“I used to pity poor Martin Freeman so much because as a huge fan of the books, I had a very distinct idea of what Bilbo was supposed to be, everything about Bilbo was defined in my mind and it was up to Martin to live up to everybody’s image of him,” she said. “I didn’t have that pressure and I was very grateful for that. I don’t consider myself a very good impersonator or adaptor, I think I’m stronger when it comes to creation, so I was fortunate to have a pure creation to work with.”
Another new addition to the cast is that of Welsh actor Luke Evans who plays the role of Bard, and he explains to us quite how astounded he was when he first arrived in New Zealand to embark on this adventure, though praised Jackson’s directing in spite of the grandiose surroundings. “It’s like going to Disneyland,” he commented. “I’ve worked on big sets before and the actor can sometimes be lost because there is so much to see and deal with. Peter is very good at not doing that, and I felt very spoilt working with him. I was worried with all this going on I’d have to really help myself through the scenes, but he never ever let the actors do that. He’d set everything and be dealing with lights or whatever, then he’d go straight to you. He has an amazing ability to compartmentalise all of those things, stay incredibly calm, and then be incredibly personal about your performance.”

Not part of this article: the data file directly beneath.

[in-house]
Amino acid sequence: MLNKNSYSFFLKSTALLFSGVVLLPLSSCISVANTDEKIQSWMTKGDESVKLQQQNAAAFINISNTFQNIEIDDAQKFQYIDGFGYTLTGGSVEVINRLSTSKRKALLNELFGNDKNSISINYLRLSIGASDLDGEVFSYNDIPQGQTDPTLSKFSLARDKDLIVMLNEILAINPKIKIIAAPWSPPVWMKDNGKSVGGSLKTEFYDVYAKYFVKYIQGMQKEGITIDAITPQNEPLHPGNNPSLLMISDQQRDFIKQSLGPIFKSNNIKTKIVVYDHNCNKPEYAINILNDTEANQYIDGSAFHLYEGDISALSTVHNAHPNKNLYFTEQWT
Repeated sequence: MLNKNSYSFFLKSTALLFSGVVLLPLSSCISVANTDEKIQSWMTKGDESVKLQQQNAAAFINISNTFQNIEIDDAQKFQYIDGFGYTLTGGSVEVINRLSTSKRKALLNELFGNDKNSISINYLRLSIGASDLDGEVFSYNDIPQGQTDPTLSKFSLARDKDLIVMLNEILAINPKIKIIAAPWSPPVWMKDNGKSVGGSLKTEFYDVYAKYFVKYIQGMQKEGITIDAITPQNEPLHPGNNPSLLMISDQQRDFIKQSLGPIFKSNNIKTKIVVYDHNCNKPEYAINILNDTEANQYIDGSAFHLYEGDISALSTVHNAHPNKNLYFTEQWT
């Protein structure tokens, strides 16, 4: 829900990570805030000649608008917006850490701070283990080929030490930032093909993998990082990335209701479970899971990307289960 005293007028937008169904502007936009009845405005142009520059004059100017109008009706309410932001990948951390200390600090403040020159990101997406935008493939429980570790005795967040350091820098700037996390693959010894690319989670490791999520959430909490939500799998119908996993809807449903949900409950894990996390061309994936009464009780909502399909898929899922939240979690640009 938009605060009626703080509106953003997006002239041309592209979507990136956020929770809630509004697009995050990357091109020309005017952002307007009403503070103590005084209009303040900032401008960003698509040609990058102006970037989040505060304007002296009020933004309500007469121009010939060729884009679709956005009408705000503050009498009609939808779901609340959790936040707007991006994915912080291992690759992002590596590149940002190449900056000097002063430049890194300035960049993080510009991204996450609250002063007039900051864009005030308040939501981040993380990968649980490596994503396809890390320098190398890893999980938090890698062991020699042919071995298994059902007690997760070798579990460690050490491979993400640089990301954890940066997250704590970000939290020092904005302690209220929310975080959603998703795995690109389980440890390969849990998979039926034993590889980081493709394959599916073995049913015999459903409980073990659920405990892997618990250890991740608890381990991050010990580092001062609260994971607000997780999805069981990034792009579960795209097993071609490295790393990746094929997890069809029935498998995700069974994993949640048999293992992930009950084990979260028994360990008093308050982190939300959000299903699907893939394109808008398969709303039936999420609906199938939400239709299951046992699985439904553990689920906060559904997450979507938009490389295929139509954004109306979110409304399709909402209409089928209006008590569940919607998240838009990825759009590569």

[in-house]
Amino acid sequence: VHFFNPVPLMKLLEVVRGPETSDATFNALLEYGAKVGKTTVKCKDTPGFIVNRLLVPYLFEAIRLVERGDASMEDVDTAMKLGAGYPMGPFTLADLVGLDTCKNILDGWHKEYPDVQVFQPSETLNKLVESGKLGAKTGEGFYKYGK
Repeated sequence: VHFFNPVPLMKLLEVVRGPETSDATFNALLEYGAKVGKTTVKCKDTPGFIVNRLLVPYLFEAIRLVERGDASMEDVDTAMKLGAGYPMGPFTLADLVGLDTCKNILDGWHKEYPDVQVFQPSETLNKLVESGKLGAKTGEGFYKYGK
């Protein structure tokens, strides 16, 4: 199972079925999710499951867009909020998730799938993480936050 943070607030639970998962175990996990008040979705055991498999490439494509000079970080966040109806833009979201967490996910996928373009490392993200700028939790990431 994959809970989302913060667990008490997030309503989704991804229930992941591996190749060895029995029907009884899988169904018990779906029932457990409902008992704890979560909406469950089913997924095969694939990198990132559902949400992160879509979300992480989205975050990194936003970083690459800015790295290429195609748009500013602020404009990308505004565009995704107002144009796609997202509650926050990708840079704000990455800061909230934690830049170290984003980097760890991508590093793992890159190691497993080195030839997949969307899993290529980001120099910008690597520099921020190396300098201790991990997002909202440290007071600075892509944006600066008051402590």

Middle Earth is evidently a place Evans felt somewhat at home at, and though he plays a rare breed – a human – in the film, it is in fact the hobbits he feels he shares the most in common. “I’d probably be a Hobbit,” he said. “I just love the Shire, it’s such a beautiful place, a grassy, leafy place where everybody eats constantly, they have three breakfasts and they drink and some some sort of weedy thing which makes them all very happy. They enjoy their lives and don’t want to go too far, and the cosiness of Bag End seems quite appealing. Probably because I travel so much and live out of a suitcase. I miss the Shire.”
Lilly too misses her time in Middle Earth, admitting that it was a place she felt she could escape to as a youngster. Which is probably a bit more normal than her other childhood fantasy… “Middle Earth was one of my favourite places to escape to., but I had this strange childhood fantasy too. Obviously I had a demented upbringing, because I used to imagine being a martyr and being burned alive. I was raised in a religious home, we went to church every Sunday and prayed before meals, it wasn’t super religious, but I think in my mind that was my idea of heroism, that was how you be a hero, to stand strong in the face of persecution. It’s terrible,” she laughed.
Meanwhile, Richard Armitage – who takes on the role of the leader of The Company of Dwares, Thorin, has some of his own memories that he’d probably quite like to forget. “I think Peter must have lay in bed one night and thought, how can I torture those people just one more time? I know, I’ll stuff them into a barrel and pour dead fish on them and then leave them there for a while we adjust the lights. I could hear him chuckling.”